I don’t live in the past—I only visit—and so can you!

Author Archive

BOOK CURSES

Books of the time were valuable. They were all hand produced, important and loved beyond the actual worth. So what do you do during a time when mythology and superstition ran things?

You include a written curse to protect the valuable thing you love!

Here are a few curses that were included in books of the time, that you can include in your own books (I recommend them being used in accurate replicas, but that are often not.

If anyone take away this book, let him die the death. Let him be fried in a pan. Let the falling sickness and fever seize him. Let him be broken on the wheel, and hanged. Amen.

The finished book before you lies. This humble scribe don’t criticize. Whoever takes away this book may he never on Christ look. Whoever to steal this volume durst may he be killed as one accursed. Whoever to steal this volume tries out with his eyes, out with his eyes!

This book belongs to none but me For there’s my name inside to see. To steal this book, if you should try, it’s by the throat you’ll hang high. And ravens then will gather ’bout to find your eyes and pull them out. And when you’re screaming “oh, oh, oh!” Remember, you deserved this woe.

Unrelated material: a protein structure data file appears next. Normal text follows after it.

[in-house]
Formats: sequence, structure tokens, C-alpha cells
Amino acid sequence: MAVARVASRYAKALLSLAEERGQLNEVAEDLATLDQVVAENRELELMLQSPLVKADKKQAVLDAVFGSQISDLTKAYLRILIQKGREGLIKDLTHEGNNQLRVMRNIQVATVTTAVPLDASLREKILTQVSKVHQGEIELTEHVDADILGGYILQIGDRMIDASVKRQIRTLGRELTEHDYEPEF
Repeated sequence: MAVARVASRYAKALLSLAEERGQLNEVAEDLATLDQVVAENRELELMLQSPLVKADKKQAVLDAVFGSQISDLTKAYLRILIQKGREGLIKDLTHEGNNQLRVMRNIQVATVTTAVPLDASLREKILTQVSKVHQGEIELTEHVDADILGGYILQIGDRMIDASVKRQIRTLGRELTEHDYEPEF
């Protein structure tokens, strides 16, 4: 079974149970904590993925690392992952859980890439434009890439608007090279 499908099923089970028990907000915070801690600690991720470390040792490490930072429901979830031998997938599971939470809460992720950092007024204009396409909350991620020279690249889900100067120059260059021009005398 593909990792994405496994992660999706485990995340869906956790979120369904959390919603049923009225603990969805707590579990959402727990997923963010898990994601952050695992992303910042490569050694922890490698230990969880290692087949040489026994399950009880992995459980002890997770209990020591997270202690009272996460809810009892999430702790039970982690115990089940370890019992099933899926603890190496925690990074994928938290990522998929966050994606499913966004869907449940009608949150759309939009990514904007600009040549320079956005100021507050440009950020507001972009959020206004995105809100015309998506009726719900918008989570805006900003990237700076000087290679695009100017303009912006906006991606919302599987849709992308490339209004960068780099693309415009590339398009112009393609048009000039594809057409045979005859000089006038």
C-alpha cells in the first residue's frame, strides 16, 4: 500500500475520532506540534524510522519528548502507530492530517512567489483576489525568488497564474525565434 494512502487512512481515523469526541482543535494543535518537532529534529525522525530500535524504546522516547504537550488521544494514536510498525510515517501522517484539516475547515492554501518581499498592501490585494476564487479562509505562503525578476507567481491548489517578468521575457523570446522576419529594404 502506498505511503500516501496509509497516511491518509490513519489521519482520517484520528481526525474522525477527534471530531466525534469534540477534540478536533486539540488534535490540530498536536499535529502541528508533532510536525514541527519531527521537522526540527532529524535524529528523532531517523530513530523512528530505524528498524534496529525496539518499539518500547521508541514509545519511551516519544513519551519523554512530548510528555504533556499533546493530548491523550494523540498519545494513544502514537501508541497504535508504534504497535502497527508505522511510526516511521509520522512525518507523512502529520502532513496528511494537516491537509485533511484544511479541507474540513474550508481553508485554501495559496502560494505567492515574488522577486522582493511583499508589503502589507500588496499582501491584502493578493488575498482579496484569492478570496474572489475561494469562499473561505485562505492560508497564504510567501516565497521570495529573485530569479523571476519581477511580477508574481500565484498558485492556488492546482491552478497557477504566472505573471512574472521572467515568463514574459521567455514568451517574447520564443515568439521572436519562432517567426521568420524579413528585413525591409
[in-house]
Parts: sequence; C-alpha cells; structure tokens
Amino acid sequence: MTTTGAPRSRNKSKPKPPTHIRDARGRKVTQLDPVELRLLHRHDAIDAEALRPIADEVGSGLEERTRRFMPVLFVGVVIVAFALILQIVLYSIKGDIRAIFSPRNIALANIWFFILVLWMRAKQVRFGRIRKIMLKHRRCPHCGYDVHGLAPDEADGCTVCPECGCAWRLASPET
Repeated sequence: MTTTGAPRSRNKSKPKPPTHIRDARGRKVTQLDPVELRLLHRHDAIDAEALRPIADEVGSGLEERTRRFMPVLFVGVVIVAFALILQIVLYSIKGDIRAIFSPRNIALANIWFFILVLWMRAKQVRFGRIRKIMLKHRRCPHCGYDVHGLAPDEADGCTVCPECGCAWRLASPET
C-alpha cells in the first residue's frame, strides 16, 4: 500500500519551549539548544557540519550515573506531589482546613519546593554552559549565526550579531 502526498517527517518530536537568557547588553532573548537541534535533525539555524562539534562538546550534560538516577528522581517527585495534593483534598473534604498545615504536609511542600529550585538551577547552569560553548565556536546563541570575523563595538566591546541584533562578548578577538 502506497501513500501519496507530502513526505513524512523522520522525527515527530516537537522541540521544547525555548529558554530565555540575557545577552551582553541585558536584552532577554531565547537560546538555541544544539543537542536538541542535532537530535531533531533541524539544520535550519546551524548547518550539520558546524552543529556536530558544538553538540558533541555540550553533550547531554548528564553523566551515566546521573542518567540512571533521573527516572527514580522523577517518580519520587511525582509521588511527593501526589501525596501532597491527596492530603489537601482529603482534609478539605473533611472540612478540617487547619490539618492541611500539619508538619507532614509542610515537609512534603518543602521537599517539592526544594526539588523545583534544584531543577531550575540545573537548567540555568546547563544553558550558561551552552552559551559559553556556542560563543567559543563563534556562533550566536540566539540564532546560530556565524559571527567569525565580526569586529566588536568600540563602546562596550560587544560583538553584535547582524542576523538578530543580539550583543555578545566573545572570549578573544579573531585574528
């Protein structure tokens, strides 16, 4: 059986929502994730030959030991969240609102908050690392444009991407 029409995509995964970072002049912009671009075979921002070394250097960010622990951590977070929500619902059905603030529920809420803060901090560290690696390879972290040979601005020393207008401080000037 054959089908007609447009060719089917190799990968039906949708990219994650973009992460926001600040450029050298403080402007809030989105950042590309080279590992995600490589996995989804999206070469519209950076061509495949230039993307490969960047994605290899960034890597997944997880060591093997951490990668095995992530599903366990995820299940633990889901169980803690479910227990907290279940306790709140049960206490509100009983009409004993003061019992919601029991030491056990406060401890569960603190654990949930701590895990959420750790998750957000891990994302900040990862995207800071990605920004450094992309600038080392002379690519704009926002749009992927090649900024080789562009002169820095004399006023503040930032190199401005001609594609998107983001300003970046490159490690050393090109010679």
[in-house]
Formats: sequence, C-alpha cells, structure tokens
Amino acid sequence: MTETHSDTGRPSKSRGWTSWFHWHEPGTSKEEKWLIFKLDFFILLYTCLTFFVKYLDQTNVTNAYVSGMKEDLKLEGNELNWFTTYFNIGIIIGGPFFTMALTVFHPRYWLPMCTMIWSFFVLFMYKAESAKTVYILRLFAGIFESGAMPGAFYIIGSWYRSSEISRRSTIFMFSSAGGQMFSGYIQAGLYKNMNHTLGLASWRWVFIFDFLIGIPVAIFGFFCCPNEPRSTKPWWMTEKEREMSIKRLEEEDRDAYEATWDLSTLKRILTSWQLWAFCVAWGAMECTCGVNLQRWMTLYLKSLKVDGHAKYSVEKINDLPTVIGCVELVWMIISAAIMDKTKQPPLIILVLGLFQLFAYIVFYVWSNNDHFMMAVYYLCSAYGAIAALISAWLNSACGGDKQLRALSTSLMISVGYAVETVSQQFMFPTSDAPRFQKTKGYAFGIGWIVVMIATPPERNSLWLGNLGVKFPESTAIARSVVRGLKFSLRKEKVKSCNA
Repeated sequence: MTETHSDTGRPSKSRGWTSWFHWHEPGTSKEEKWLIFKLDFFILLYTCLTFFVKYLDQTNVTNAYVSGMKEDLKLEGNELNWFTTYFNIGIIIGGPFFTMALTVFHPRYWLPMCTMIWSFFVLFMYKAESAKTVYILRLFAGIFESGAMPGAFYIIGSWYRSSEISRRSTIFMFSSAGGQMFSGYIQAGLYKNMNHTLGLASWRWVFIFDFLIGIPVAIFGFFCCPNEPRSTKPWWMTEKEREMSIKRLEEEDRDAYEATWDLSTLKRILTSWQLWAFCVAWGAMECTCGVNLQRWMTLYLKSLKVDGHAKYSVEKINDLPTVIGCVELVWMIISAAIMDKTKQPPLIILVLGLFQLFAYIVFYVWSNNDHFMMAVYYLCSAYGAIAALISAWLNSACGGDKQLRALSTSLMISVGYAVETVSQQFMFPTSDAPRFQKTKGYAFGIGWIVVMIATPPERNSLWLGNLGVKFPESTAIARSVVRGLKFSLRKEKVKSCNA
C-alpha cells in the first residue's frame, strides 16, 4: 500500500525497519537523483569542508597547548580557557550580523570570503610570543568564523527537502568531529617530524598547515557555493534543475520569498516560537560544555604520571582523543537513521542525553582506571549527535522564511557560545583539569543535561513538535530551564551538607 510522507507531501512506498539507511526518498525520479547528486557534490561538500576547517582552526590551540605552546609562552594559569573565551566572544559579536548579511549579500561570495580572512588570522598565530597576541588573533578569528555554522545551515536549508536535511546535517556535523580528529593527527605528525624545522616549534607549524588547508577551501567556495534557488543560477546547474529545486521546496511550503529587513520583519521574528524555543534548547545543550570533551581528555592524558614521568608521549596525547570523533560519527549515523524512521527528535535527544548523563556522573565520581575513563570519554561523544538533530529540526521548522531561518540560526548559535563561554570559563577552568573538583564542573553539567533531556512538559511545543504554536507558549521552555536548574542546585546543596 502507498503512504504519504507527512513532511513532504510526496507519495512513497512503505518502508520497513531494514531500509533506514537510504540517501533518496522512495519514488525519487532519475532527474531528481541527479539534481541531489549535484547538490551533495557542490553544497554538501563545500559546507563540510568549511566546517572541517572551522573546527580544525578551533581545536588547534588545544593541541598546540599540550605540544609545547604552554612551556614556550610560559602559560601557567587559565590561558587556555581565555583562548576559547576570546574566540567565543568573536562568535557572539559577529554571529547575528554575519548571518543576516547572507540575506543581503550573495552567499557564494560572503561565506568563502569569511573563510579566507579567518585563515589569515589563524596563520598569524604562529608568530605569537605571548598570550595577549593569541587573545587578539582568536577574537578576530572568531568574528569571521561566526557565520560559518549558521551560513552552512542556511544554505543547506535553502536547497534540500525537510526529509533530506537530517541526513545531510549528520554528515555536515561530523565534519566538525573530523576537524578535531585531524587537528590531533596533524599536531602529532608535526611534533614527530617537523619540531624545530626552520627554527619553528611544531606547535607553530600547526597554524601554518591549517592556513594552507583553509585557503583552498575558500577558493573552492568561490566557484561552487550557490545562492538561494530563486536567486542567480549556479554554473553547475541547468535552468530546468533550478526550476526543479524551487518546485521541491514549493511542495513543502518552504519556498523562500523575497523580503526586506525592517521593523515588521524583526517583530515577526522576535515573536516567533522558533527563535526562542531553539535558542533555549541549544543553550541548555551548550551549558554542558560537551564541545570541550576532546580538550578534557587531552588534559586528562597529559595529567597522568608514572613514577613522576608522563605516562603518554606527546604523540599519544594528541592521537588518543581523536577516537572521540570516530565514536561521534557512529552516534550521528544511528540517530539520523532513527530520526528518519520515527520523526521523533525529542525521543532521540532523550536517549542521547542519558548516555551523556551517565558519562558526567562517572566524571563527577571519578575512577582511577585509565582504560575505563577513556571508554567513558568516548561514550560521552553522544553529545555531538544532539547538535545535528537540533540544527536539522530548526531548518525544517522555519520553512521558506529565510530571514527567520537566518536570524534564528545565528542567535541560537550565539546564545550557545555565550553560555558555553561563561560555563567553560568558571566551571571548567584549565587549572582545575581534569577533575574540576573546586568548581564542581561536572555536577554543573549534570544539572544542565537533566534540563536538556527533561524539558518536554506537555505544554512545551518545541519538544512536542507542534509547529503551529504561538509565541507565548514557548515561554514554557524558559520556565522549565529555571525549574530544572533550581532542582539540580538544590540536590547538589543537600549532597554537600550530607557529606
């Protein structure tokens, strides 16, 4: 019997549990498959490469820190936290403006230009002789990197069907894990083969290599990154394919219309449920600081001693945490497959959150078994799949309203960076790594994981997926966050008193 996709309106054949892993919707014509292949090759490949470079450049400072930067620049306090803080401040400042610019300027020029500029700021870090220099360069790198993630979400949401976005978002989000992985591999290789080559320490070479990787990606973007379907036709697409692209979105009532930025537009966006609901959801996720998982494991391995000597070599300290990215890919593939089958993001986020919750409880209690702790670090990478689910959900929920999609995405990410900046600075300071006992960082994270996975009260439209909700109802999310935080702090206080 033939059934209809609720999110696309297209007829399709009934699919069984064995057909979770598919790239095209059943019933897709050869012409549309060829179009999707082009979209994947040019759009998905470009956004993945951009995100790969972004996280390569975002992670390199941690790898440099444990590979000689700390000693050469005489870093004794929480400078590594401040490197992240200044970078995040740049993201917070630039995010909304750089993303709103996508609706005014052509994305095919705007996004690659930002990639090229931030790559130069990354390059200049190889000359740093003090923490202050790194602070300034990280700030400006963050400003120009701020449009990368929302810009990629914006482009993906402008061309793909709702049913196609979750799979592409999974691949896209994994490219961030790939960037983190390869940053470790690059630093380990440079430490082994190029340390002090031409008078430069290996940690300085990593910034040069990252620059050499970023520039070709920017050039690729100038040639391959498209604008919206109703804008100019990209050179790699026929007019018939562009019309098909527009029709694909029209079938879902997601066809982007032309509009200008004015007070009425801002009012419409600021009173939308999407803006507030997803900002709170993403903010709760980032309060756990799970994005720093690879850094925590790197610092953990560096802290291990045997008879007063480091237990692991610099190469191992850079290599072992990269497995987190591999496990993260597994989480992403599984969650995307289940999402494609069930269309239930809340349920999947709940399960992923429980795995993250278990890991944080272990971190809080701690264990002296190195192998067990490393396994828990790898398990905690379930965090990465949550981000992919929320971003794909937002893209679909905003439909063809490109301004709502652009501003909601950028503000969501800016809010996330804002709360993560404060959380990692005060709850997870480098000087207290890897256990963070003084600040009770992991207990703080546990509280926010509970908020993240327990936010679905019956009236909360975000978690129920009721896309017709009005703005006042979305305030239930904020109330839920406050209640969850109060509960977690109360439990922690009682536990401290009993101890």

This is the book of St. James of Wigmore. If anyone takes it away or maliciously destroys this notice in taking it away from the above-mentioned place, may he be tied by the chain of greater excommunication. Amen. So be it. So be it. So be it.

Whoever steals this Book of Prayer may he be ripped apart by swine, his heart be splintered, this I swear, and his body dragged along the Rhine. May no one believe that ever have I been taken, but that happily this place never have I forsaken. Yet may no one doubt that the wrath of God upon him will fall if he essays to take me from the confines of St. Gall.

The book of Saint Marie and Saint Liborius in Patherburnen. A curse upon the one who takes this book, a blessing upon the one who keeps it safe. If anyone removes or cuts a page, may he be accursed.

Whoever steals this book will hang on a gallows in Paris, and, if he isn’t hung, he’ll drown, and, if he doesn’t drown, he’ll roast, and, if he doesn’t roast, a worse end will befall him.

This book belongs to St Mary of Robertsbridge. Whosoever shall steal it, or sell it, or in any way alienate it from this House, or mutilate it, let him be anathema-marantha. Amen.

I John, Bishop of Exeter, know not where the aforesaid House is, nor did I steal this book, but acquired it in a lawful way.

Hanging will do for him who steals you.

There are many other curses of varying severest and entertainment. Marc Drogin compiled an interesting and entertaining book of curses, Anathema!: Medieval Scribes and the History of Book Curses.


AN END OF THE YEAR INDULGENCE: AN ILLUSTRATED HISTORY-4